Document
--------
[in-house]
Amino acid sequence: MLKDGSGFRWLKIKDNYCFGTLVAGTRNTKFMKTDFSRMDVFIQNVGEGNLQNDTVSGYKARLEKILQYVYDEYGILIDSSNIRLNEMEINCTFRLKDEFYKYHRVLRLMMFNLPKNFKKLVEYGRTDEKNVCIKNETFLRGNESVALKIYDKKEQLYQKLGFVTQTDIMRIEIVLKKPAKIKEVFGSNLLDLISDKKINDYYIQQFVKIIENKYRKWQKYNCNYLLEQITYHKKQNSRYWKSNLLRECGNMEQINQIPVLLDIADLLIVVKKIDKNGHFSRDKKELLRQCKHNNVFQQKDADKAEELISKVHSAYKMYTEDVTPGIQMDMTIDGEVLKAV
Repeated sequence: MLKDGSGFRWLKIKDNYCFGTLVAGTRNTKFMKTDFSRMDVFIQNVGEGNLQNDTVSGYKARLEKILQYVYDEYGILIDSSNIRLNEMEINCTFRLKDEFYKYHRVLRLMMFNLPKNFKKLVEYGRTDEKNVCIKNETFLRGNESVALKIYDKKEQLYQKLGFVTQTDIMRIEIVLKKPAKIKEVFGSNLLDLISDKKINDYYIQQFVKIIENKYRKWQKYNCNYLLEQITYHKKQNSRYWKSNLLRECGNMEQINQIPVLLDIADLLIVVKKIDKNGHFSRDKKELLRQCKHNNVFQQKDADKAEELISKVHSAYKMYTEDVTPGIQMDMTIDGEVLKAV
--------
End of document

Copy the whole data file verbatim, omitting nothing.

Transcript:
[in-house]
Amino acid sequence: MLKDGSGFRWLKIKDNYCFGTLVAGTRNTKFMKTDFSRMDVFIQNVGEGNLQNDTVSGYKARLEKILQYVYDEYGILIDSSNIRLNEMEINCTFRLKDEFYKYHRVLRLMMFNLPKNFKKLVEYGRTDEKNVCIKNETFLRGNESVALKIYDKKEQLYQKLGFVTQTDIMRIEIVLKKPAKIKEVFGSNLLDLISDKKINDYYIQQFVKIIENKYRKWQKYNCNYLLEQITYHKKQNSRYWKSNLLRECGNMEQINQIPVLLDIADLLIVVKKIDKNGHFSRDKKELLRQCKHNNVFQQKDADKAEELISKVHSAYKMYTEDVTPGIQMDMTIDGEVLKAV
Repeated sequence: MLKDGSGFRWLKIKDNYCFGTLVAGTRNTKFMKTDFSRMDVFIQNVGEGNLQNDTVSGYKARLEKILQYVYDEYGILIDSSNIRLNEMEINCTFRLKDEFYKYHRVLRLMMFNLPKNFKKLVEYGRTDEKNVCIKNETFLRGNESVALKIYDKKEQLYQKLGFVTQTDIMRIEIVLKKPAKIKEVFGSNLLDLISDKKINDYYIQQFVKIIENKYRKWQKYNCNYLLEQITYHKKQNSRYWKSNLLRECGNMEQINQIPVLLDIADLLIVVKKIDKNGHFSRDKKELLRQCKHNNVFQQKDADKAEELISKVHSAYKMYTEDVTPGIQMDMTIDGEVLKAV